Top tips for marathon runners

If you’ve entered to run the London Marathon this year, you may well be be clocking up some serious hours of training right now. Preparing correctly could mean the difference between completing the course in your personal best time and ending up with a painful sports injury.

But good preparation doesn’t just involve pounding the pavement.

According to Tyrone Kon, a physiotherapist at London’s Boost Physio – an official London Marathon Injury Clinic – it’s important to know what to do (and what not to do) when training for a marathon.

“These tips will help you stay on track, keep you confident and give you the guidelines you need to run a successful marathon,” he says. Here’s Tyrone’s advice:

Get the right shoes Before you do anything else, make sure you have a good pair of lightweight trainers that are well fitted and provide any stability you may need. A bad pair of trainers can lead to blisters, knee pain and conditions such as plantar fasciitis. You should run at least 10K in a pair of trainers before the big event. Under no circumstances should you ever wear new trainers for the actual marathon.
* A word about socks: just like trainers, you should never wear new socks for the actual event as it can lead to blisters. Make sure you’ve done at least one or two long runs in the socks you intend to wear for the marathon.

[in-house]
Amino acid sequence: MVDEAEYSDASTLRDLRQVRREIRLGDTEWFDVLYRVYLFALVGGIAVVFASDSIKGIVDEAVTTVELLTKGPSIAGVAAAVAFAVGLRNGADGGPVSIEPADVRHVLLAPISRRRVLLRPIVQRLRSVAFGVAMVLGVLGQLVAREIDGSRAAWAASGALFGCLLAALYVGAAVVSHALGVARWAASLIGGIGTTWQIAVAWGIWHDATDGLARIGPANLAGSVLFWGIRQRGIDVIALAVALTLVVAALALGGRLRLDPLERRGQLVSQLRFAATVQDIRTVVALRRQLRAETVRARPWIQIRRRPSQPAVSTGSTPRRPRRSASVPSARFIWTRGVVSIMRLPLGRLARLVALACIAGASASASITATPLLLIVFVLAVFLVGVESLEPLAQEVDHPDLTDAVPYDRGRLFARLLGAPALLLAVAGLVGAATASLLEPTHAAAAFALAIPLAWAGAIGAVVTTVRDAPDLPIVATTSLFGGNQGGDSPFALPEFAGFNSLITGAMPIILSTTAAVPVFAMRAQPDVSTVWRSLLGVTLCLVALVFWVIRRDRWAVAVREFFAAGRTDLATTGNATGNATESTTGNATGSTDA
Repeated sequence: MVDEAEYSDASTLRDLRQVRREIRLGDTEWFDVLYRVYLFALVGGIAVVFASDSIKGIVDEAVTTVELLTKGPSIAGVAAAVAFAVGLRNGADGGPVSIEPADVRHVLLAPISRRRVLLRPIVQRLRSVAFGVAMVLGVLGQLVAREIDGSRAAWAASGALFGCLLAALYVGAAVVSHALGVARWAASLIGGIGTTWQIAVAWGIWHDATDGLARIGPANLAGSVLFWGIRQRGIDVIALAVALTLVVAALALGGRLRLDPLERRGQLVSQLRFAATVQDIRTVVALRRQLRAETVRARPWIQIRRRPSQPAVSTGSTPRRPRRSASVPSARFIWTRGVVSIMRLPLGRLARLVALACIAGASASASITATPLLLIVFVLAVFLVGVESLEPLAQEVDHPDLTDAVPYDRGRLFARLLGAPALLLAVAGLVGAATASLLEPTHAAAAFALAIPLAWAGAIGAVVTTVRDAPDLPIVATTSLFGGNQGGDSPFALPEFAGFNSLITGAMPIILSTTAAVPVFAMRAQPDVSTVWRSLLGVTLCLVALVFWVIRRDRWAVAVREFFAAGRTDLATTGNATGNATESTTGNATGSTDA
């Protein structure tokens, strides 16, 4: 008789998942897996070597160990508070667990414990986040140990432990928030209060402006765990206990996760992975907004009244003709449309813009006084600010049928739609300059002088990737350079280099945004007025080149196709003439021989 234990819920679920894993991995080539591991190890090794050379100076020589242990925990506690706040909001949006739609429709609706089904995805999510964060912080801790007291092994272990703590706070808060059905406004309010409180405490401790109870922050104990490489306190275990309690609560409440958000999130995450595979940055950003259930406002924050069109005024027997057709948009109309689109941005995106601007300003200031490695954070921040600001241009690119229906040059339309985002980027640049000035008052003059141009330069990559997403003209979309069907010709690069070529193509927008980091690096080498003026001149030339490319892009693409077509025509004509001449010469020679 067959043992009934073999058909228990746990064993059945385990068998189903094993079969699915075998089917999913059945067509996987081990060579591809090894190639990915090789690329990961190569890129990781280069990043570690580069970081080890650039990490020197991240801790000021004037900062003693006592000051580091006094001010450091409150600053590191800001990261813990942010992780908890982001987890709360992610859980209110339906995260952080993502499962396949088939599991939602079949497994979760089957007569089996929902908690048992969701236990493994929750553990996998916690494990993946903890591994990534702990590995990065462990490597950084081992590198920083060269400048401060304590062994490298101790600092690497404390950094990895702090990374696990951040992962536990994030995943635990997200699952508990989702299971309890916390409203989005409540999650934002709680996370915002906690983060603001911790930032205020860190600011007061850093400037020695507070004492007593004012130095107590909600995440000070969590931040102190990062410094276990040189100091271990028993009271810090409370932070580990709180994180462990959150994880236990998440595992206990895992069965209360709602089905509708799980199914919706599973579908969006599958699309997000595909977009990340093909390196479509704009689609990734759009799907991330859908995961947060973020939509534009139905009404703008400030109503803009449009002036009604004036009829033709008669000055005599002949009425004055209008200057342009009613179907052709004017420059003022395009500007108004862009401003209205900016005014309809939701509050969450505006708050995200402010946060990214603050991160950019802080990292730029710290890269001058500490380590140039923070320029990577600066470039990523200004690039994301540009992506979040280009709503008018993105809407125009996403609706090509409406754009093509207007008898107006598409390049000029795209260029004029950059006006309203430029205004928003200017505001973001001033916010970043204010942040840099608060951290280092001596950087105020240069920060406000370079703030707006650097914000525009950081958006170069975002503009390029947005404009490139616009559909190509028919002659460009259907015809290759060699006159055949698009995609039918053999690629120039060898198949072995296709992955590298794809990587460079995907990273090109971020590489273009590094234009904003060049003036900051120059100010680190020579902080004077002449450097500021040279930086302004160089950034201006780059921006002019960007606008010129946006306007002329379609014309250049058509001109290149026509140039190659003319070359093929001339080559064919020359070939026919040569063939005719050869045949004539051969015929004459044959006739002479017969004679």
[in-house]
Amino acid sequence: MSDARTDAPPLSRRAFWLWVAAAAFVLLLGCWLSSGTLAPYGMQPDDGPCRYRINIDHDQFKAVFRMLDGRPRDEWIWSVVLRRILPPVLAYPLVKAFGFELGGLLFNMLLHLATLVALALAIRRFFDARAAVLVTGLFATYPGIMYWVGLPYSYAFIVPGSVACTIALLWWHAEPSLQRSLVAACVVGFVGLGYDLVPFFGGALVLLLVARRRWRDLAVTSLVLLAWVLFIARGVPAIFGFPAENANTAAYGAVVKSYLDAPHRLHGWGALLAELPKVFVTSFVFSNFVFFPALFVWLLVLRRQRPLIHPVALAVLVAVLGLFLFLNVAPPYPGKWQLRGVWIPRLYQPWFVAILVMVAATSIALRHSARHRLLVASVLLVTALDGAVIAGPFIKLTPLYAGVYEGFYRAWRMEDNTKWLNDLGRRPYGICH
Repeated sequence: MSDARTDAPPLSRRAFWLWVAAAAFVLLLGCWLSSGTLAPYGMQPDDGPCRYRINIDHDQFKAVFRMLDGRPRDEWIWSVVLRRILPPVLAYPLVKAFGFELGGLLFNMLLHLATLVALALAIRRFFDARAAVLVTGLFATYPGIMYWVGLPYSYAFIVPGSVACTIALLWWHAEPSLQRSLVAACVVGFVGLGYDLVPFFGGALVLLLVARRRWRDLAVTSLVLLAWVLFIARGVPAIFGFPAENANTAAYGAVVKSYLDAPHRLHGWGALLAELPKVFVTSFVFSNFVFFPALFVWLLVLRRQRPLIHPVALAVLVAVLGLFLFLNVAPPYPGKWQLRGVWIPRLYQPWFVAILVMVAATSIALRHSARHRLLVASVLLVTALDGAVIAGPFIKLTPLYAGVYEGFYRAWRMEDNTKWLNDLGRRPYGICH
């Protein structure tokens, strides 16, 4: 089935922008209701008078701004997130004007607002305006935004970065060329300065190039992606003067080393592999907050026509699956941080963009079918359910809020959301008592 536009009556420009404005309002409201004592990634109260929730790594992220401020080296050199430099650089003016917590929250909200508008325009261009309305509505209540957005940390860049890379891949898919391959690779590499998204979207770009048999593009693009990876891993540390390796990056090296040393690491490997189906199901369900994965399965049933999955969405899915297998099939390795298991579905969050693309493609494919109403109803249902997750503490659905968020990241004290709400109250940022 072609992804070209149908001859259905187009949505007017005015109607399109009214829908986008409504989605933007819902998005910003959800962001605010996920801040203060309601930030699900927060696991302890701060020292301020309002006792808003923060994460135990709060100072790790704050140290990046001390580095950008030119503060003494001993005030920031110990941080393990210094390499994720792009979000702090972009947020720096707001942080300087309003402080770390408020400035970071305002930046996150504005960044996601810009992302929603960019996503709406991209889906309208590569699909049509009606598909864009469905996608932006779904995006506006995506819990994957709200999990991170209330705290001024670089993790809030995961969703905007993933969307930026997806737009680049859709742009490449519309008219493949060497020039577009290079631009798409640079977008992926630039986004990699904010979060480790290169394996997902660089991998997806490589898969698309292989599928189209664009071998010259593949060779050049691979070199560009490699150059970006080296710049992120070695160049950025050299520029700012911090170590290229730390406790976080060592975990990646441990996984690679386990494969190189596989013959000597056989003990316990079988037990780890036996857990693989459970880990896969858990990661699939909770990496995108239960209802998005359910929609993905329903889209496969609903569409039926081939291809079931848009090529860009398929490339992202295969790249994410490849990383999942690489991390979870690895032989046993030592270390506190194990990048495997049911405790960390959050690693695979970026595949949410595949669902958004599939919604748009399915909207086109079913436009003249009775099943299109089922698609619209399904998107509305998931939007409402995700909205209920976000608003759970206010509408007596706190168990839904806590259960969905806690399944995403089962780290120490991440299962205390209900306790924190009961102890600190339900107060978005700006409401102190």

Stretch and stretch again Stretching is an important part to your training schedule for injury prevention. “Don’t stint on the stretching, not only is it essential but it sometimes helps to identify any niggles and potential problems,” says Tyrone.
Take rest seriously Make sure you get enough sleep, as your body needs to repair and those early morning pre-work runs can take their toll if you are not getting enough rest.
Hydrate and stay hydrated Remember to drink lots of fluids throughout each run. Dehydration can lead to muscle injury, because muscles use fluids and electrolytes to function properly during exercise.
Don’t fall off the wagon For best results, follow the London Marathon training programme. If for any reason you fall off the training wagon, or you get injured, the fastest way to get on track is to see a physiotherapist. They will be able to provide you with treatment if you need it and advice on how to get you back on schedule and help you reach your goals.
Avoid running on an empty stomach It’s never a good idea to run without fuel. If you’re not fuelled up you’ll get tired a lot faster and potentially cause damage to your muscles (because you’d be burning muscle). A sensible marathon diet can and will make all the difference to your training.
After the event If you do sustain any injuries, seek advice from a specialist physiotherapist who can provide treatment. Also consider booking a sports massage for after the event – you’ll be very glad you did.
If training for the marathon – or any sporting event or physical activity – is taking its toll on your muscles, your local pharmacist stocks products that can soothe your aches and pains away. Find your nearest Careway pharmacy by using our Pharmacy Finder.